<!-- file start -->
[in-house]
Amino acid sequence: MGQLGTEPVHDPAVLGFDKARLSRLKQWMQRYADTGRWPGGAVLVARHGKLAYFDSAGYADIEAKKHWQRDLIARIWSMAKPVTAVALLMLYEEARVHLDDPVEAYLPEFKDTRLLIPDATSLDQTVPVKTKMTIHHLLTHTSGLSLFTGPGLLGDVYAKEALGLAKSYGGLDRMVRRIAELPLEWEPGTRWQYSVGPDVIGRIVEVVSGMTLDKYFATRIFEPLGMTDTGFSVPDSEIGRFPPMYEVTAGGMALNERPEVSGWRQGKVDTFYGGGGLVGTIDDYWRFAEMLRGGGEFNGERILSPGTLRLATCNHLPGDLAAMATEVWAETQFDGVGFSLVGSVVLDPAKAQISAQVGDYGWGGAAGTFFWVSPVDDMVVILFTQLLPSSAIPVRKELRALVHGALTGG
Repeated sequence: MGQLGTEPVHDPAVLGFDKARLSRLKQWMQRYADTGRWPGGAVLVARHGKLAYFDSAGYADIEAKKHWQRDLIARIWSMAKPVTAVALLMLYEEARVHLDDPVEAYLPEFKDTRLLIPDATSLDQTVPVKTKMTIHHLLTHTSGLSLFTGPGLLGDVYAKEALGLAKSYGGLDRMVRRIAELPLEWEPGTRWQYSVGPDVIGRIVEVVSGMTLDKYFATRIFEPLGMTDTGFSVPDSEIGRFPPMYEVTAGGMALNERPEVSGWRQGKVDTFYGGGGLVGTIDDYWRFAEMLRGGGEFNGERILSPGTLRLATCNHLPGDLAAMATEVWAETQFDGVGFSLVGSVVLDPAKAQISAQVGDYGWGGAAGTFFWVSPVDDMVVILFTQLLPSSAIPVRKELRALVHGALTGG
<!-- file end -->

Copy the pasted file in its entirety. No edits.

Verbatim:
[in-house]
Amino acid sequence: MGQLGTEPVHDPAVLGFDKARLSRLKQWMQRYADTGRWPGGAVLVARHGKLAYFDSAGYADIEAKKHWQRDLIARIWSMAKPVTAVALLMLYEEARVHLDDPVEAYLPEFKDTRLLIPDATSLDQTVPVKTKMTIHHLLTHTSGLSLFTGPGLLGDVYAKEALGLAKSYGGLDRMVRRIAELPLEWEPGTRWQYSVGPDVIGRIVEVVSGMTLDKYFATRIFEPLGMTDTGFSVPDSEIGRFPPMYEVTAGGMALNERPEVSGWRQGKVDTFYGGGGLVGTIDDYWRFAEMLRGGGEFNGERILSPGTLRLATCNHLPGDLAAMATEVWAETQFDGVGFSLVGSVVLDPAKAQISAQVGDYGWGGAAGTFFWVSPVDDMVVILFTQLLPSSAIPVRKELRALVHGALTGG
Repeated sequence: MGQLGTEPVHDPAVLGFDKARLSRLKQWMQRYADTGRWPGGAVLVARHGKLAYFDSAGYADIEAKKHWQRDLIARIWSMAKPVTAVALLMLYEEARVHLDDPVEAYLPEFKDTRLLIPDATSLDQTVPVKTKMTIHHLLTHTSGLSLFTGPGLLGDVYAKEALGLAKSYGGLDRMVRRIAELPLEWEPGTRWQYSVGPDVIGRIVEVVSGMTLDKYFATRIFEPLGMTDTGFSVPDSEIGRFPPMYEVTAGGMALNERPEVSGWRQGKVDTFYGGGGLVGTIDDYWRFAEMLRGGGEFNGERILSPGTLRLATCNHLPGDLAAMATEVWAETQFDGVGFSLVGSVVLDPAKAQISAQVGDYGWGGAAGTFFWVSPVDDMVVILFTQLLPSSAIPVRKELRALVHGALTGG